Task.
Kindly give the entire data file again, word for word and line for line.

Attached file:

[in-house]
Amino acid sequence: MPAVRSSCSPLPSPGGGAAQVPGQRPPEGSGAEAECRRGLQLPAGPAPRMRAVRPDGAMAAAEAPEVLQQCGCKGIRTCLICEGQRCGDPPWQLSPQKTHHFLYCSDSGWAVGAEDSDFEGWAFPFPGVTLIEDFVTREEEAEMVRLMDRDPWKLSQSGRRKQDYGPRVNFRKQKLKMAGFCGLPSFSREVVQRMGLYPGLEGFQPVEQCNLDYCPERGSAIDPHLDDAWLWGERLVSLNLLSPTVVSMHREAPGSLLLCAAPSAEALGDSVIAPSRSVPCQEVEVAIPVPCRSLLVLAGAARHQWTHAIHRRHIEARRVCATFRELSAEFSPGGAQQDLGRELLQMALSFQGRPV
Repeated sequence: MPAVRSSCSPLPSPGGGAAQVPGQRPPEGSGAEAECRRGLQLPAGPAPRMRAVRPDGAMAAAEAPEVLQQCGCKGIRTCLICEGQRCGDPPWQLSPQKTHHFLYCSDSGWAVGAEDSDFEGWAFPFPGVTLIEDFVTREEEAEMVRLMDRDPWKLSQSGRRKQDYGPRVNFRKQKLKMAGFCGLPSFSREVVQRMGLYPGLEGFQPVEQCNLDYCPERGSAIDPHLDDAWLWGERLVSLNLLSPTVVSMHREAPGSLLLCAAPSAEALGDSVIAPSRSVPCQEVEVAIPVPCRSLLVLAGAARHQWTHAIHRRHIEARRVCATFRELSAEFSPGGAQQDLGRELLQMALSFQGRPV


[in-house]
Amino acid sequence: MPAVRSSCSPLPSPGGGAAQVPGQRPPEGSGAEAECRRGLQLPAGPAPRMRAVRPDGAMAAAEAPEVLQQCGCKGIRTCLICEGQRCGDPPWQLSPQKTHHFLYCSDSGWAVGAEDSDFEGWAFPFPGVTLIEDFVTREEEAEMVRLMDRDPWKLSQSGRRKQDYGPRVNFRKQKLKMAGFCGLPSFSREVVQRMGLYPGLEGFQPVEQCNLDYCPERGSAIDPHLDDAWLWGERLVSLNLLSPTVVSMHREAPGSLLLCAAPSAEALGDSVIAPSRSVPCQEVEVAIPVPCRSLLVLAGAARHQWTHAIHRRHIEARRVCATFRELSAEFSPGGAQQDLGRELLQMALSFQGRPV
Repeated sequence: MPAVRSSCSPLPSPGGGAAQVPGQRPPEGSGAEAECRRGLQLPAGPAPRMRAVRPDGAMAAAEAPEVLQQCGCKGIRTCLICEGQRCGDPPWQLSPQKTHHFLYCSDSGWAVGAEDSDFEGWAFPFPGVTLIEDFVTREEEAEMVRLMDRDPWKLSQSGRRKQDYGPRVNFRKQKLKMAGFCGLPSFSREVVQRMGLYPGLEGFQPVEQCNLDYCPERGSAIDPHLDDAWLWGERLVSLNLLSPTVVSMHREAPGSLLLCAAPSAEALGDSVIAPSRSVPCQEVEVAIPVPCRSLLVLAGAARHQWTHAIHRRHIEARRVCATFRELSAEFSPGGAQQDLGRELLQMALSFQGRPV